However, IT professionals are not always aware of the visions and goals of their internal customers. IT governance implies a system in which all stakeholders, including the board, internal customers and related areas such as finance, have the necessary input into the decision-making process. This prevents a single stakeholder, typically IT, being held responsible for what may subsequently be seen as poor decisions. It also avoids the situation where users later complain that a system does not behave or perform as expected.
The rising interest in IT governance is partly due to compliance initiatives (Sarbanes-Oxley in the USA and Basel II in Europe) and partly because of well-publicised examples of IT projects running out of control and profoundly affecting the performance of an organization. There is compelling evidence that a majority of major IT projects are not delivered on time and on budget.
- Organizations must not lose sight of the fact that data, forming a record of their transactions, is at the heart of the matter. Ensuring the integrity of data requires control from the point of entry through transmission, processing and reporting
- As volume and complexity increase, business processes need to be more carefully designed, to be formal, and to have clear handovers and a segregation of duties in order to maintain control
- Older technology can be expensive to maintain and can make a business uncompetitive. Equally, constant upgrades can be disruptive. The basis of technology selection and its pace of introduction are important governance issues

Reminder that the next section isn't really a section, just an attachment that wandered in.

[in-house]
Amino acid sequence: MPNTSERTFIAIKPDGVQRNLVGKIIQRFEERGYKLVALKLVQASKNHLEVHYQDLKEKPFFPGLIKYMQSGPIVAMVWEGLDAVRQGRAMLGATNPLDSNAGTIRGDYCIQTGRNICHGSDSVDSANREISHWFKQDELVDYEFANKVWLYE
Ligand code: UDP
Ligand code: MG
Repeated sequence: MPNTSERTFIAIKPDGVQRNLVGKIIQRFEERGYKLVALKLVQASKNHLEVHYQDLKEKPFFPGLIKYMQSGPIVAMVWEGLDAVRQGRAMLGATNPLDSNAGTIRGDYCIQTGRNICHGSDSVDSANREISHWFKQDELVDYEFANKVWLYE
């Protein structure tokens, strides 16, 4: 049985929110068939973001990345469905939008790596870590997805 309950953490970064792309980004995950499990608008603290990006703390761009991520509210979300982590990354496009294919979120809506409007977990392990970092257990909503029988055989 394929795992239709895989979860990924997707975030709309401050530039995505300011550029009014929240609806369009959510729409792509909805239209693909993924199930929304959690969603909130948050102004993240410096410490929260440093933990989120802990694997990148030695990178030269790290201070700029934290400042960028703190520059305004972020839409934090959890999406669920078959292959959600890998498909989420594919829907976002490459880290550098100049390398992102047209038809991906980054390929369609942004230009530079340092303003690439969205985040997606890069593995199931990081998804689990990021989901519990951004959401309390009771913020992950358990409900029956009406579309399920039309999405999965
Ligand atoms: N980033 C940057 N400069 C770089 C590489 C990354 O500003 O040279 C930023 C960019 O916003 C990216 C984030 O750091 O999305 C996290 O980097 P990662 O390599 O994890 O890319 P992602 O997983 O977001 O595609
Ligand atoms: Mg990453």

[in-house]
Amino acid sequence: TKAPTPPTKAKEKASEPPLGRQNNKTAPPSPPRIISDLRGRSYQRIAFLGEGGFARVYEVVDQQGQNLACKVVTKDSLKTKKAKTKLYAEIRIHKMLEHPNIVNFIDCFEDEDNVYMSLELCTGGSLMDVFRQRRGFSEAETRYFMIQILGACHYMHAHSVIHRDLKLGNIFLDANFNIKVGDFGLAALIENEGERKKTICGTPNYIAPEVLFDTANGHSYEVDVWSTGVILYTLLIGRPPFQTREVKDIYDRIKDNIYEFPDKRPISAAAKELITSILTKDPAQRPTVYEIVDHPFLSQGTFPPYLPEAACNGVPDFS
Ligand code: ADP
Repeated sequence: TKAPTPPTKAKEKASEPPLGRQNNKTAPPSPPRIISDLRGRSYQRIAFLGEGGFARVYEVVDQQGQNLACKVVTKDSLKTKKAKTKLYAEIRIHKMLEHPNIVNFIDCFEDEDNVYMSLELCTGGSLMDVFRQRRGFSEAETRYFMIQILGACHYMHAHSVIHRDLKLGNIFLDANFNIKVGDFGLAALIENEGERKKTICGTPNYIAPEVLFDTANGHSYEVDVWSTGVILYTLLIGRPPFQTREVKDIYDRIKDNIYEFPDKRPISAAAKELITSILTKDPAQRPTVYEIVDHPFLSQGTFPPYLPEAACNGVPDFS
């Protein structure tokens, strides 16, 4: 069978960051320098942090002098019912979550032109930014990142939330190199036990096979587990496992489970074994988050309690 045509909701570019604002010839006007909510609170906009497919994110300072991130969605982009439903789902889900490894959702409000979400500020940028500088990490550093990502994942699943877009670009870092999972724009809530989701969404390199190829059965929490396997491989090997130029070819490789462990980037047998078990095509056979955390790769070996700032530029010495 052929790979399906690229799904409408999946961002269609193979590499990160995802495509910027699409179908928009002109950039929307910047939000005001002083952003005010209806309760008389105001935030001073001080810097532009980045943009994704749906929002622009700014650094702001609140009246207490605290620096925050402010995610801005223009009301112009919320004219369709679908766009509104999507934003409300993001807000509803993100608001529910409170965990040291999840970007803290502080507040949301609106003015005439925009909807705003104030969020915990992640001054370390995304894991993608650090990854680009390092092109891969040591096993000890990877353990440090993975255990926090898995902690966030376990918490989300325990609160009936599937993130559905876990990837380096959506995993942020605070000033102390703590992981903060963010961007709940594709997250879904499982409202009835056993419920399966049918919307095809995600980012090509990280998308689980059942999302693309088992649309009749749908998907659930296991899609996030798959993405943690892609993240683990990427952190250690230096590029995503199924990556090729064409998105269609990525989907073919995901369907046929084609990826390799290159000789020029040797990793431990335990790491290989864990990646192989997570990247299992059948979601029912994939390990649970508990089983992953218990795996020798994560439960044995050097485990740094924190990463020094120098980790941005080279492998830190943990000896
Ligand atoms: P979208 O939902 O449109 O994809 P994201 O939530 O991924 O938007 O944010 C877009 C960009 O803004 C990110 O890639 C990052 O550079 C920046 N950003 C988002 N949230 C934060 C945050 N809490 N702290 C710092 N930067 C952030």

- Collaboration is a term that is often discussed but less often understood. From a governance perspective, the key questions are about creating an information system that motivates people to work together and helps them be a more effective team
- Integration is a key issue of governance. Ensuring common standards, from data collection to hardware and software, repays huge dividends in increasing flexibility, data mobility and analytical relevance. It also delivers at lower cost. However, ensuring standards are enabling and not disabling is a vital governance issue
- Business Intelligence is not only understanding what your market and competitors are doing but also what new technological possibilities are emerging which could be employed to gain competitive advantage. Effective visioning should include key IT systems with a ‘fantasy wish list’. Effective intelligence gathering can turn some items on the wish list into a reality
Corporate Social Responsibility
In a web 2.0 world, characterised by an abundance of information and collaborative analysis, businesses are increasingly being required to manage their activities with sustainability as a key driver. Organizations have an obligation to consider the interests of customers, employees, shareholders, communities, and the environment in all aspects of their operations. This obligation is driven by stakeholders and customers whose concerns extend beyond the need simply to comply with legislation.